Portraiture in the Legal Profession
The Practice November/December 2020
What draws people to the law? Drawing on Sara Lawrence-Lightfoot's ethnographic method of portraiture, this issue examines race, legacy, and professional identity in the legal profession.
John Robinson Wilkins and the Resources of the Law
As the first Black law professor in the history of Berkeley Law School, this article chronicles the life and career of my uncle - John Robinson Wilkins. Like this issue of The Practice more generally, the article paints a portrait of an amazing individual in the law as well as, hopefully, yields wider insights on the power of personal narratives—of what this issue’s “Speaker’s Corner” guest Sara Lawrence-Lightfoot dubs “portraiture.”
America’s Missing Stories
We spoke with Julieanna Richardson, the founder and president of The HistoryMakers, which is celebrating its 20th anniversary this year, to discuss the power of narratives and oral histories—and how Richardson, a trained lawyer herself, brought it all to life.
Barriers Beyond the Bar
As Specia notes, per the Bar Standards Board, women make up just 38 percent of all U.K. barristers and 16 percent of the most senior barristers. For Black barristers, those figures are 3.2 percent and 1.1 percent, respectively.
Following in Their Footsteps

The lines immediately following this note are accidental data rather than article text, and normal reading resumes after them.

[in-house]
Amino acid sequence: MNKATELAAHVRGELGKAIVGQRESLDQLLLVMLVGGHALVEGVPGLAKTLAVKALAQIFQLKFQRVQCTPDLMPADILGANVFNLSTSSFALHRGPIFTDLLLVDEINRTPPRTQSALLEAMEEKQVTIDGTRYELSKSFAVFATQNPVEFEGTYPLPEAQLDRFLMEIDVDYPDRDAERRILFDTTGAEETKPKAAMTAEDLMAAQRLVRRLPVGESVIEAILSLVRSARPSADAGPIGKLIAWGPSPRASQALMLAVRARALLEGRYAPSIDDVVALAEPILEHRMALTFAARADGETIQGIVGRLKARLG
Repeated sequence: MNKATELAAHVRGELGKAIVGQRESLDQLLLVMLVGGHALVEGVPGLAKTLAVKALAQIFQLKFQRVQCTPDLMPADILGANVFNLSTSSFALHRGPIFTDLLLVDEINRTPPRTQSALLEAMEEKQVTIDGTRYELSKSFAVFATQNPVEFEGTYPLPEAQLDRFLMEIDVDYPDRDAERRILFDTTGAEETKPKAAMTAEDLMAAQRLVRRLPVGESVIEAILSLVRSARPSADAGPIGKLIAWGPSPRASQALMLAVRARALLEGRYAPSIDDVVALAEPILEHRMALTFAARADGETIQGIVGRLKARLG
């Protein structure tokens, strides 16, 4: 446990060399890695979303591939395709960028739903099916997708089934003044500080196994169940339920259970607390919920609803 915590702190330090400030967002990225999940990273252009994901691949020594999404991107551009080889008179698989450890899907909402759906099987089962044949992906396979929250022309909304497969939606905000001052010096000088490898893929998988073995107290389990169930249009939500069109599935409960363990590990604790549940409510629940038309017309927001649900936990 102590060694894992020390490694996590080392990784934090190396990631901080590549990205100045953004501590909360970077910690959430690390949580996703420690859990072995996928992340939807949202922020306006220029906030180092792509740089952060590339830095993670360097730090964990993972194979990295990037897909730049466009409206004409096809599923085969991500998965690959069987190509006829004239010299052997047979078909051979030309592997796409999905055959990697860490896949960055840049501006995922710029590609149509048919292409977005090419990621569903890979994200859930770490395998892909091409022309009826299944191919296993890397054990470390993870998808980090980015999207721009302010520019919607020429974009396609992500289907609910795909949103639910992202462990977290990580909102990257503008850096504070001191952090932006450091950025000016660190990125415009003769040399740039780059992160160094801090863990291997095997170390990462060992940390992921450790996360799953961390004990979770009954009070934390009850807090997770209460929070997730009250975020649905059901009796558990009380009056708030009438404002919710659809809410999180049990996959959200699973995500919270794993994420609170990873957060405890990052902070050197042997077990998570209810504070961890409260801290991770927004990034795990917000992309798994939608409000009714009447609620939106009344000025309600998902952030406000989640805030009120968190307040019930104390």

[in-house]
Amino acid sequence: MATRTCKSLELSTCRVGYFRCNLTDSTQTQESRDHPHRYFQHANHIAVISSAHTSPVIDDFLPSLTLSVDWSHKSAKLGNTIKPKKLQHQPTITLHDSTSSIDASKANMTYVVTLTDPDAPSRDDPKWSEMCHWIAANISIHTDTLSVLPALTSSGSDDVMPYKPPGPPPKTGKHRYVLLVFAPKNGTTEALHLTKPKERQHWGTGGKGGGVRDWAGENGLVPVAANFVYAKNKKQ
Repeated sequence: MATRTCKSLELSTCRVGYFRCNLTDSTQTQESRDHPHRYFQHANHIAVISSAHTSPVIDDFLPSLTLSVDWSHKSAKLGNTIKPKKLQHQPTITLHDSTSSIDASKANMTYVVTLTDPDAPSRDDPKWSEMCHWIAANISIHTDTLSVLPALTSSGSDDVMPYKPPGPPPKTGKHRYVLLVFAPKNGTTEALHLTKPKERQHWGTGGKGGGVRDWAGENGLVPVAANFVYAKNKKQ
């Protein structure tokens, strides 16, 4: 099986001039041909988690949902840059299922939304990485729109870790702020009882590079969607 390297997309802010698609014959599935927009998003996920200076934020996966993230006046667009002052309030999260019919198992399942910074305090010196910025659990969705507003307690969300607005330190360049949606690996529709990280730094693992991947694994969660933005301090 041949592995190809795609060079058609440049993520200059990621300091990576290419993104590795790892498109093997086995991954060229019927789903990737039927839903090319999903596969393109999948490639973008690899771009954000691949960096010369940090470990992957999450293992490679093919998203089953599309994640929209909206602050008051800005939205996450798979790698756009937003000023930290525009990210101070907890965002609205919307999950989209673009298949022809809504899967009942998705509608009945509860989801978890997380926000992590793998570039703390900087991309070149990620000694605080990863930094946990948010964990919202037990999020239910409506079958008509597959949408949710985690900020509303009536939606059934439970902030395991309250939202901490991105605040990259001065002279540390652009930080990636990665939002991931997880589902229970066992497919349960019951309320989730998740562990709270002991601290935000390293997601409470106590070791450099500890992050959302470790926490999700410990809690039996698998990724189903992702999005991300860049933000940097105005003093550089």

Does having a lawyer as a parent impact individuals’ decisions to become lawyers themselves? What does empirical research reveal about the role of occupational inheritance in the legal profession? And, second, how is that occupational inheritance complicated by factors such as race, gender, and socioeconomic status?
Revealing the Invisible
Stephen L. Carter, William Nelson Cromwell Professor of Law at Yale Law School, chronicles the incredible career of his grandmother, Eunice Carter, a Black woman prosecutor in New York City at a time when very few lawyers in the country were either Black or women in his latest published book, "Invisible."
Portrait of an Artist
A conversation with Sara Lawrence-Lightfoot, Emily Hargroves Fisher Research Professor of Education at Harvard Graduate School of Education and the first African American woman in Harvard’s history to have an endowed professorship named in her honor.